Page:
And what of China? Most U.S. observers now believe that it constitutes the central challenge to U.S. preeminence. While Beijing is not an adversary, the contours of an intense, long-term, multifaceted competition between the two countries are crystallizing, beginning with China’s military modernization. American observers are increasingly concerned that its growing investments in anti-access/area-denial technologies are intended to undermine the U.S. maritime presence in the Asia-Pacific, and that its growing reclamation and fortification of islands in the South China Sea will give it de facto control of an area through which over a fifth of the world’s maritime trade passes. While its emerging capabilities are still concentrated primarily on the Asia-Pacific, Xi Jinping wants Beijing to “turn itself into a modernized power by 2035” and possess “a top-tier military by 2050.” As its economic interests grow more global, so does its military presence. China established its first overseas military base in 2017, in Djibouti; is reportedly planning to build another one, near Pakistan’s Gwadar Port; and, according to the Afghan government, intends to finance the construction of one in Badakhshan.
China’s economic progress is arguably of even greater concern to the United States. Beijing is on track to displace Washington in absolute economic size well before the middle of this century. It appears intent on constructing and anchoring an expansive Eurasian economic order, especially as seen with its work on the Belt and Road (BRI) initiative. Having been included in the International Monetary Fund’s basket of special drawing rights, the renminbi is embarking on a slow but concerted push to become a global reserve currency. Finally, Beijing is taking significant steps to boost its indigenous economic capacity; its spending on research and development increased over thirty-fold between 1995 and 2013, and the government recently announced a strategy that aims to have China become the world’s foremost leader in artificial intelligence by 2030. There is also an appreciable risk that growing trade tensions between Washington and Beijing could yield security ones; the United States increasingly regards China’s technological ambitions as a threat to its national security, while China believes that its existing degree of economic dependence on the U.S. economy gives the United States an unacceptable measure of leverage over its economy. Given that trade interdependence has been one of the few restraints to date on their competition, an erosion of that connective tissue could thrust their relationship into a far more uncertain, potentially escalatory, phase.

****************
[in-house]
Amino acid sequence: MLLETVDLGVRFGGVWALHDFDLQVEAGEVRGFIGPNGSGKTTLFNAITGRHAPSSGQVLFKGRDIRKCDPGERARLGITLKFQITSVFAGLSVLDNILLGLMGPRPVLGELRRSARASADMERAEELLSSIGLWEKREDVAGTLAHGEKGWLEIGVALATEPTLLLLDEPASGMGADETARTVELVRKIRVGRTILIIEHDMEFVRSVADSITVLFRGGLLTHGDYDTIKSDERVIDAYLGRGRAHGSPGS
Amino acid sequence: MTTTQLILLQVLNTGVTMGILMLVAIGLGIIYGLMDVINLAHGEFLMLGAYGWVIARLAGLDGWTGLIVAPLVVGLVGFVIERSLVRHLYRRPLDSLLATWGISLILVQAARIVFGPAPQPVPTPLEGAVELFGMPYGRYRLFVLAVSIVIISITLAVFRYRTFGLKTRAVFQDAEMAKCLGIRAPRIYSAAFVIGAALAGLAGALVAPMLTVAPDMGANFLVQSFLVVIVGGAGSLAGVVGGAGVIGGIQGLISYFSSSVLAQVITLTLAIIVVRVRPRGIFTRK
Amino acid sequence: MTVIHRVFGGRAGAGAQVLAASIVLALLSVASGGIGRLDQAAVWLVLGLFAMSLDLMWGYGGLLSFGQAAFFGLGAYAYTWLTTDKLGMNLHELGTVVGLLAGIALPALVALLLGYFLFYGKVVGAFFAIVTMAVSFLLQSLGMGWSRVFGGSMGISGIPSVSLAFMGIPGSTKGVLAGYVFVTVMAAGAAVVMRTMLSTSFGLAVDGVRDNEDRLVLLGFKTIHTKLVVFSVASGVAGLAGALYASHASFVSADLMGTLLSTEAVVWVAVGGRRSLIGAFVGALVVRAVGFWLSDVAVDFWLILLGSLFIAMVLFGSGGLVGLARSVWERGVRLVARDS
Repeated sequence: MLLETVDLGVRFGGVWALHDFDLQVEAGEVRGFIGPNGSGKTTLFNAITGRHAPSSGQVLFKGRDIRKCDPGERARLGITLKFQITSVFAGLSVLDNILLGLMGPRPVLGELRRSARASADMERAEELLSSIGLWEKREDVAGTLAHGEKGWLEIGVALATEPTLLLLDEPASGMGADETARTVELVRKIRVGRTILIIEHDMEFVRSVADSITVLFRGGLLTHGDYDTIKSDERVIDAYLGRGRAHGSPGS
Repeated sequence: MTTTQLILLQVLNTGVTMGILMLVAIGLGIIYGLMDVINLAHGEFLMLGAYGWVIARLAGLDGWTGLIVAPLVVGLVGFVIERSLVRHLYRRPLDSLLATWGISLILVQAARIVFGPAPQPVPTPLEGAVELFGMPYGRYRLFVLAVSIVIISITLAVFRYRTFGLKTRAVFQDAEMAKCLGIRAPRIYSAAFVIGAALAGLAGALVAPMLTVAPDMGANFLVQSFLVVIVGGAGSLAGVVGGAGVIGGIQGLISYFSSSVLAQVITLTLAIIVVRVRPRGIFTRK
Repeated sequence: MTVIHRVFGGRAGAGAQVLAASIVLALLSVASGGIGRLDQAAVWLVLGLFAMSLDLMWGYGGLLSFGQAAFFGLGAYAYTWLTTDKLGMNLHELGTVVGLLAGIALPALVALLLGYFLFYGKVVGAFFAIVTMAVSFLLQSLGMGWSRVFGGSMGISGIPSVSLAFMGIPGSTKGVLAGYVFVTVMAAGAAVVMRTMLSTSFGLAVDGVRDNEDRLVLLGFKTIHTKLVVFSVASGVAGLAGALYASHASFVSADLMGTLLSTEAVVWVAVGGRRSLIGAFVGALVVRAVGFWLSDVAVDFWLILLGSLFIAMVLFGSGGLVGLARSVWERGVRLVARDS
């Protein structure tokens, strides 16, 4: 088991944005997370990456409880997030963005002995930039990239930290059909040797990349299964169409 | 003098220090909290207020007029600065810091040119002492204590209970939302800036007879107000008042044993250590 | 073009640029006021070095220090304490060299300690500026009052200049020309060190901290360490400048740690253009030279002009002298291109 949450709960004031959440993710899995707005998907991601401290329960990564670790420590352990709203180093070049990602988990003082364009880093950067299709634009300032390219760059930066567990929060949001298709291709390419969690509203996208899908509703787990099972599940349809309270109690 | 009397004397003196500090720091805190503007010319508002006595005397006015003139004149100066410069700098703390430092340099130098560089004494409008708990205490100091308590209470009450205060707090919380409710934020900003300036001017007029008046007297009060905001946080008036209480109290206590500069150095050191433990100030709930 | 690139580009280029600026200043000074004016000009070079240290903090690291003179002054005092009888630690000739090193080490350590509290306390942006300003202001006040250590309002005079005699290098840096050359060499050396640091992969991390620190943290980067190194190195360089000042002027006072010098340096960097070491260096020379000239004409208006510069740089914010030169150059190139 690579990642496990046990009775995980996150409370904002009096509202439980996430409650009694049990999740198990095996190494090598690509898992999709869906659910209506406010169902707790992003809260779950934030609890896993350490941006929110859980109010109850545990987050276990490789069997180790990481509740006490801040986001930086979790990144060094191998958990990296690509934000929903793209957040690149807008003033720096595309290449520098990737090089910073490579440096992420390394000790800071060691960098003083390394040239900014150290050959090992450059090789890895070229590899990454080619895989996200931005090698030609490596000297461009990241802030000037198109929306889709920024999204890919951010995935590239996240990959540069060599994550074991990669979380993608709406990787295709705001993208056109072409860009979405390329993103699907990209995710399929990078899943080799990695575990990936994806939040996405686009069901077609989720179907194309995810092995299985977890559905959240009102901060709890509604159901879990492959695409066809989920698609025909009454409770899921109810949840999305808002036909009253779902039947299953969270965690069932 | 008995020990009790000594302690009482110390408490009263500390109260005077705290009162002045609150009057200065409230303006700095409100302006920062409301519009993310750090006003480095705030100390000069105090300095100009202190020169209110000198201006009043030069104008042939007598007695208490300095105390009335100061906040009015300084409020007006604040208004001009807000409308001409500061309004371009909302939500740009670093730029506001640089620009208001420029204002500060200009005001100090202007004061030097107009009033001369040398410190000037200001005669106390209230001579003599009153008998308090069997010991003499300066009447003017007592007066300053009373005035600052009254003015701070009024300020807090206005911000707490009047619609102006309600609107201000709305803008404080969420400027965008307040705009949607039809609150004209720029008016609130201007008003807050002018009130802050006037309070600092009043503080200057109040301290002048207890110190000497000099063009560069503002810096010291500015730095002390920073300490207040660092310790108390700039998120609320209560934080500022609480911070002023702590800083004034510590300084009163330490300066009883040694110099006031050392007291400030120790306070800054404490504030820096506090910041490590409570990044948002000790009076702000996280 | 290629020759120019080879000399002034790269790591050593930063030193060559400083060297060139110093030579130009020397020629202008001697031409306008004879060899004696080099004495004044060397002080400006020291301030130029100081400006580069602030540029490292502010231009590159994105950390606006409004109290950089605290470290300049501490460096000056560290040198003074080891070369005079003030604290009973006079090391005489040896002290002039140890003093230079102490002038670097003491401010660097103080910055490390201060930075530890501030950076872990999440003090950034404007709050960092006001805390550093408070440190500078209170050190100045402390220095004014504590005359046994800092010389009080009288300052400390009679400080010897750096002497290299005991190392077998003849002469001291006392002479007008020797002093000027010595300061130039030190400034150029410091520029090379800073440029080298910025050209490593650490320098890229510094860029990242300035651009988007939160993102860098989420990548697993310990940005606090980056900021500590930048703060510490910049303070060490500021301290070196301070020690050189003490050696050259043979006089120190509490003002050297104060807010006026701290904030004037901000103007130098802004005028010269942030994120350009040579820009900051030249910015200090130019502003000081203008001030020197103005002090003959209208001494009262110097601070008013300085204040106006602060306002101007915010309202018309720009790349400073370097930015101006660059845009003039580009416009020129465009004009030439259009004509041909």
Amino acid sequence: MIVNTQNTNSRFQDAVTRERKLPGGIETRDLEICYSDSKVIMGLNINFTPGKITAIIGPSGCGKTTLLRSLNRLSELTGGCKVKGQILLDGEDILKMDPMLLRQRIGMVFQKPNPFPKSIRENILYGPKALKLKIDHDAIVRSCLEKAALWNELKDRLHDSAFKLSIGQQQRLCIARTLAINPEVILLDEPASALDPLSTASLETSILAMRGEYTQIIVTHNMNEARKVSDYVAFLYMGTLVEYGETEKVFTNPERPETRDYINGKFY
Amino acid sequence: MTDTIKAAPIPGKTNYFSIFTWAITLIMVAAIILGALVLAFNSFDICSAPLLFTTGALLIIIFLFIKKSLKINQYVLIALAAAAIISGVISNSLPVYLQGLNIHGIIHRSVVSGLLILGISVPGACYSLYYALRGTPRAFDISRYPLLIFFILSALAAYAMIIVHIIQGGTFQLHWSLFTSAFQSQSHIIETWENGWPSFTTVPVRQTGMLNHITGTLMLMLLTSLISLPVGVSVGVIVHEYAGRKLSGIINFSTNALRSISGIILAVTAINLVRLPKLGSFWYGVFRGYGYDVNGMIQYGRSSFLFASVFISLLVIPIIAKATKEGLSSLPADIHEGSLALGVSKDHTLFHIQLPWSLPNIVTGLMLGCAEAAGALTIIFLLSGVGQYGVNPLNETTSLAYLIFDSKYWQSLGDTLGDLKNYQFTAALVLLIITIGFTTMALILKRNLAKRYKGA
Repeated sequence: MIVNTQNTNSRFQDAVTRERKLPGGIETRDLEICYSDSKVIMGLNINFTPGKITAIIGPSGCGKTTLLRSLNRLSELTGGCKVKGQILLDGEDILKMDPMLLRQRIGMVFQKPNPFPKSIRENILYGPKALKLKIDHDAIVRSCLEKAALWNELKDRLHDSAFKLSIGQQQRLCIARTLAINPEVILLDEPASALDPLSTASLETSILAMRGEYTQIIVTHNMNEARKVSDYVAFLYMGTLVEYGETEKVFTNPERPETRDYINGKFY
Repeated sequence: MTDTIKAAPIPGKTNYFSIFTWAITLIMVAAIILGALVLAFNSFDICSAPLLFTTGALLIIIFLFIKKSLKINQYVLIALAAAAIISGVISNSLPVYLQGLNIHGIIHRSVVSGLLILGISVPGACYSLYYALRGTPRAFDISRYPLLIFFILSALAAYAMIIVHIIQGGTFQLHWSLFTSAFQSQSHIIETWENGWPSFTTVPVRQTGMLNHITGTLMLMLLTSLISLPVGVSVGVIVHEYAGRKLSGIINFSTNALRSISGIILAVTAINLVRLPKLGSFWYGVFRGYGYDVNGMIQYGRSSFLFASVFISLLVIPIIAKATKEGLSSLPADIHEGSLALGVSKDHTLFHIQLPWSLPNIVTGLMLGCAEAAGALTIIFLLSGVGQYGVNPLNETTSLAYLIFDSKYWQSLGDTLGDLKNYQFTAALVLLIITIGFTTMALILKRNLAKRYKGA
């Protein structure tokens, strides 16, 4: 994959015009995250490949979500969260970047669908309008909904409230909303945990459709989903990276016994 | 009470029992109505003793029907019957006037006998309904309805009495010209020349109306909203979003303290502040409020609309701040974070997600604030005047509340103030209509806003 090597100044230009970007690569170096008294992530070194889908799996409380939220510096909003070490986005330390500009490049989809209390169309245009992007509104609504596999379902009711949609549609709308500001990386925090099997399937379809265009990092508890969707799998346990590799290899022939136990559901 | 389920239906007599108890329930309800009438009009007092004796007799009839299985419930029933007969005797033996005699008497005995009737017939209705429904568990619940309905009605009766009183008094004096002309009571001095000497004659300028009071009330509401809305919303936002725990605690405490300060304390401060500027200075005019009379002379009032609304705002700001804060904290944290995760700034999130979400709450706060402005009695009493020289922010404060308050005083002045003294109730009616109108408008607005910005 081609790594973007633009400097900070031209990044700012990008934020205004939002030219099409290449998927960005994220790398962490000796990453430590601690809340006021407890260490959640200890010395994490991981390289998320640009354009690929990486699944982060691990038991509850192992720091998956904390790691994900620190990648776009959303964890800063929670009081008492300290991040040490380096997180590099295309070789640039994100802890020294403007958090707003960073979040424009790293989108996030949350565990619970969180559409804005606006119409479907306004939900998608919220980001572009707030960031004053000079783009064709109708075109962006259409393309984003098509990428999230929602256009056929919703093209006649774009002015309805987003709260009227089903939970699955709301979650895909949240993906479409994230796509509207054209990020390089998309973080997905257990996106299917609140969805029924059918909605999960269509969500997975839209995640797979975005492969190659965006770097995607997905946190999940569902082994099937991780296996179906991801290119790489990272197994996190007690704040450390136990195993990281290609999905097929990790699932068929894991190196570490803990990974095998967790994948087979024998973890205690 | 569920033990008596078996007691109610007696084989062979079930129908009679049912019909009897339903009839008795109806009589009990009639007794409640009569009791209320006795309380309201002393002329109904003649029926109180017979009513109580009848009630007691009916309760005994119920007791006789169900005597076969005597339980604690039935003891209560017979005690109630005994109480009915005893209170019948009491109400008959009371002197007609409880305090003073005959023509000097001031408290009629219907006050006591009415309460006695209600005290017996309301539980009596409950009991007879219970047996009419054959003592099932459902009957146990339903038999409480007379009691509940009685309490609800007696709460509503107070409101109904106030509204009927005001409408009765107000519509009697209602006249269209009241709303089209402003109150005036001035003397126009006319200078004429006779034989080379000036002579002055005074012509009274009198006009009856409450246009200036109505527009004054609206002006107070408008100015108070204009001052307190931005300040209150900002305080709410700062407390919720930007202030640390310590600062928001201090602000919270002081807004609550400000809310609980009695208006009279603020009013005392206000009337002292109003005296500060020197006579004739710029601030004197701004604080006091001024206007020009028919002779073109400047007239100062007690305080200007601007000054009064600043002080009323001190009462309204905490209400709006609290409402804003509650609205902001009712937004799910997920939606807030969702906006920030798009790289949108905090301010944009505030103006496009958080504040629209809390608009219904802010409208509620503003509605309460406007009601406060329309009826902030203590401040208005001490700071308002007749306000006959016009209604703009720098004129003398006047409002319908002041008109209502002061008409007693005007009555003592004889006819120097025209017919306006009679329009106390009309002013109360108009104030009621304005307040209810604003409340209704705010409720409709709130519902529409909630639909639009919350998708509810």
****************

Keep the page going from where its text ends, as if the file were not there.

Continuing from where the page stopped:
Finally, an erstwhile muted ideological component of U.S.-China relations is acquiring more salience. The Chinese Communist Party’s move to end presidential term limits means that President Xi could well rule over China for as long as he lives. His policies to date suggest that Beijing’s increasing integration into the global economy, far from inducing it to temper its domestic illiberalism, has made it more confident in its authoritarianism. At the first session of the 13th National Committee of the Chinese People’s Political Consultative Conference, he called Chinese governance “a great contribution to political civilization of humanity” and argued that democratic governance, “confined by interests of different political parties, classes, regions, and groups, tears society apart.” In “Document 9,” moreover, issued in April 2013, senior Party leaders warned that China had to counter “Western forces hostile to China,” including the promulgation of “constitutional democracy” and “universal values” of human rights. China is also becoming more aggressive in its crackdown on political dissidents and ethnic minorities.
In the aggregate, then, while most U.S. observers continue to emphasize both the competitive and cooperative elements of U.S.-China relations, they increasingly fear that the former are overtaking the latter.
Still, it is a leap too far to conclude that the United States is in a new Cold War with China. America’s confrontation with the Soviet Union spanned the entire world; today, however, Washington is the lone superpower, while Beijing remains a regional power, albeit one with an increasingly global footprint. Middle powers have far more room to benefit from U.S.-China rivalry than they did from U.S.-Soviet rivalry: they can increase their diplomatic and security ties with the United States while boosting their trade and investment relations with China. Beijing is not undertaking to export revolutionary ideology in the way that Moscow did. The United States and China have also achieved an extraordinary level of economic interdependence over the past four decades, and especially since China’s accession to the WTO in 2001. In addition, notes the Brookings Institution’s Cheng Li, even as the two countries